A Fast Boat To China: How U.S. Companies Are Navigating the Marketing Waters: A survey of US Chief Marketing Officers found 21.5% believe China presents the highest revenue growth for international markets, with an average of 51.5% growth over the past 12-months. Here's 12 pieces of advice on what's working for them in marketing in China.

Home Depot Learns Chinese Prefer 'Do-It-for-Me: Do Chinese like DIY? Why get dirty when there's a plethora of labour who'll do it for cheap. Lessons from Home Depot and other companies not picking differences in the Chinese market.

Lessons From Home Depot's China Failure: Another take on Home Depot's failure in China including Lessons from western businesses in China – those who've misread it like Home Depot & Mattel versus those who've done their due diligence like Yum!Brands.

The Number: $10 Trillion: A five minute video about Michael Silverstein's new book, the $10 Trillion Prize emphasising the importance of engaging Chinese & Indian consumers. Although I'd dispute that Chinese are "much more brand loyal than US consumers" and India's population is 1.4 billion?

Chinese Internet Internet & Social Media

Air France-KLM To Develop Chinese Social Media Products: Air France-KLM is investing significantly in Chinese social media as part of it's several-hundred million Euro plan to increase it's competitiveness. No specifics, but they're in talks with Sina Weibo to offer the service abroad

Chinese market The China Market

Growth In China’s Own Emerging Markets: Growth in China's own emerging markets – some perspective on China's sheer scale.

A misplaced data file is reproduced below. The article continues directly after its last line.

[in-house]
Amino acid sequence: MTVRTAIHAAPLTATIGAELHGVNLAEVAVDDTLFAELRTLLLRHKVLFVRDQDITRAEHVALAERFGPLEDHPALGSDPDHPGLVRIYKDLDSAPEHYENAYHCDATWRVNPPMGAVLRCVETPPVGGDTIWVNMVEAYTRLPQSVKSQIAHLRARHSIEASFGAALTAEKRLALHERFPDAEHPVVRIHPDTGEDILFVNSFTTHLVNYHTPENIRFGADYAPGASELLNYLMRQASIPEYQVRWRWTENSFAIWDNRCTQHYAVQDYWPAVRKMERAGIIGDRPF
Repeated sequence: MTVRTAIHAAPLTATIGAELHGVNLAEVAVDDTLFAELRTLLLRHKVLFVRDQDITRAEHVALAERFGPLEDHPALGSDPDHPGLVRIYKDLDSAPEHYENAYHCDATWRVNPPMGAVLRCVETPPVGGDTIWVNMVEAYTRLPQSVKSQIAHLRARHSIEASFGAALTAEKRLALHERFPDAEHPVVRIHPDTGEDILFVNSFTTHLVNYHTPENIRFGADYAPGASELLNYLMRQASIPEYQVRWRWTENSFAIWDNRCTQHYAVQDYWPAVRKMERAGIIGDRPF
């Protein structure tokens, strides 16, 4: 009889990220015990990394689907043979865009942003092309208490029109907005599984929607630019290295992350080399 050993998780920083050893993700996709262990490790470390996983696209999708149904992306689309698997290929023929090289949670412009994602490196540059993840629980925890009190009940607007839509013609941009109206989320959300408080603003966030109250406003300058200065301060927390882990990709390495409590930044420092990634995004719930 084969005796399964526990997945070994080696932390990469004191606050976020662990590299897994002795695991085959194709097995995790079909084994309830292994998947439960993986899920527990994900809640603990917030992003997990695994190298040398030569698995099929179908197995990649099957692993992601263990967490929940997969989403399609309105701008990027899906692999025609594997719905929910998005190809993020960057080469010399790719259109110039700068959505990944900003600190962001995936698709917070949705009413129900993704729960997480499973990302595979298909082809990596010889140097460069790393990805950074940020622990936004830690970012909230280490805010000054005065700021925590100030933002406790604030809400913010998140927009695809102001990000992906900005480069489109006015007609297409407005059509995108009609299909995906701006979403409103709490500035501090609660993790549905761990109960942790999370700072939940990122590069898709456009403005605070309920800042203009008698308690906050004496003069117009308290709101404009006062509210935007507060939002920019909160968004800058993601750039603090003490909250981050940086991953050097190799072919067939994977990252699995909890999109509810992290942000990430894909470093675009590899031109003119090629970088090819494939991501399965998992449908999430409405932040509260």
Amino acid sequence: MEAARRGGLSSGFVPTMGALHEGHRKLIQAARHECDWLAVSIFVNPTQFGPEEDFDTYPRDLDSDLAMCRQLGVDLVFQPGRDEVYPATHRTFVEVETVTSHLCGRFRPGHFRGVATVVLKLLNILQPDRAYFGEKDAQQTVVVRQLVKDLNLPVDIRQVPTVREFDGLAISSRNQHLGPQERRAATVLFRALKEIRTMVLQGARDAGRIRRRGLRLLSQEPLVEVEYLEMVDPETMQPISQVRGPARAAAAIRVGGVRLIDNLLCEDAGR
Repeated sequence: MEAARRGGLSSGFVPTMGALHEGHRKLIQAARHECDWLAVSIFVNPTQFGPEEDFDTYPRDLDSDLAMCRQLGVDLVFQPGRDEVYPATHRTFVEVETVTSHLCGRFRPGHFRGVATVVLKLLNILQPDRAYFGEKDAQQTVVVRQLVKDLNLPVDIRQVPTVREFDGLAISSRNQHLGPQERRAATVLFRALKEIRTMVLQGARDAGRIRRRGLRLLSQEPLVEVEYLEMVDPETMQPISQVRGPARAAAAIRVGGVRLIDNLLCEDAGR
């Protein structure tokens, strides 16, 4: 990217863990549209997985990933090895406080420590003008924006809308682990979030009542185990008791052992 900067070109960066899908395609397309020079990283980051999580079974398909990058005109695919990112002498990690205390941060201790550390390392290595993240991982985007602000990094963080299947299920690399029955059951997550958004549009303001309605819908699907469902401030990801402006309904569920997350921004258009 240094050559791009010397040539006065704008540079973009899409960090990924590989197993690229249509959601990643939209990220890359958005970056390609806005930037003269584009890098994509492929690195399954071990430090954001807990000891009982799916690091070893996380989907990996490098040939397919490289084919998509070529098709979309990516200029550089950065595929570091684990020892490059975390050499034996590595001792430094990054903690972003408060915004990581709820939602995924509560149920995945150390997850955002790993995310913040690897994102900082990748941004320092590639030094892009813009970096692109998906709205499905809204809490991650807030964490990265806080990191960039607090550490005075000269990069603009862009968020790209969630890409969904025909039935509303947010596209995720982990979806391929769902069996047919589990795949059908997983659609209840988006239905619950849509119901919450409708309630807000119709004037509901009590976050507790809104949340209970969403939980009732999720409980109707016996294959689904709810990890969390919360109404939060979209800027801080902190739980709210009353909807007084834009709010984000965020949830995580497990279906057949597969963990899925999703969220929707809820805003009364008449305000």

Chinese mobile Mobile Phones

Samsung Retains Top Spot In China's Smartphone Market: If you're developing smartphone apps or optimising your site for Chinese consumers, it's good to know what they're using. Samsung remains the top seller in the Chinese smartphone market with 20.4% of sales last month, Apple picked up a bit from 5.6% to 7.5% and Chinese brands ZTE, Lenovo and Huawei upped their share from 11.8% to 14.3%.

Mobile Industry In China To Evolve As Consumers Crave iPhone 5′s 4G: On the subject of mobile share, some pundits are picking 4G will be the iPhone 5's silver bullet for wooing Chinese consumers – article also includes some good 3G mobile stats for China.

Online Mobile Phone Sales Soar: 10% of Chinese mobiles now sold online. That's 30 million mobiles, up 68% in a year and further emphasizing the importance of the web for Chinese consumers.

Chinese auto Auto

Thanks to Automotive Body Painting, China Auto Shows Are Now Peep Shows: The lengths car dealers are going to in hope of getting the attention of Chinese consumers. Especially curious given pornography is banned in China or maybe because of it.

'Good Enough' Cars At $7K Each Keeps Chinese Consumers Happy: Chinese car manufacturers are cutting costs and lead times – developed in half the time as the established manufacturers abroad. The increasing demand signals some Chinese consumers are more concerned about price than the number of crash tests.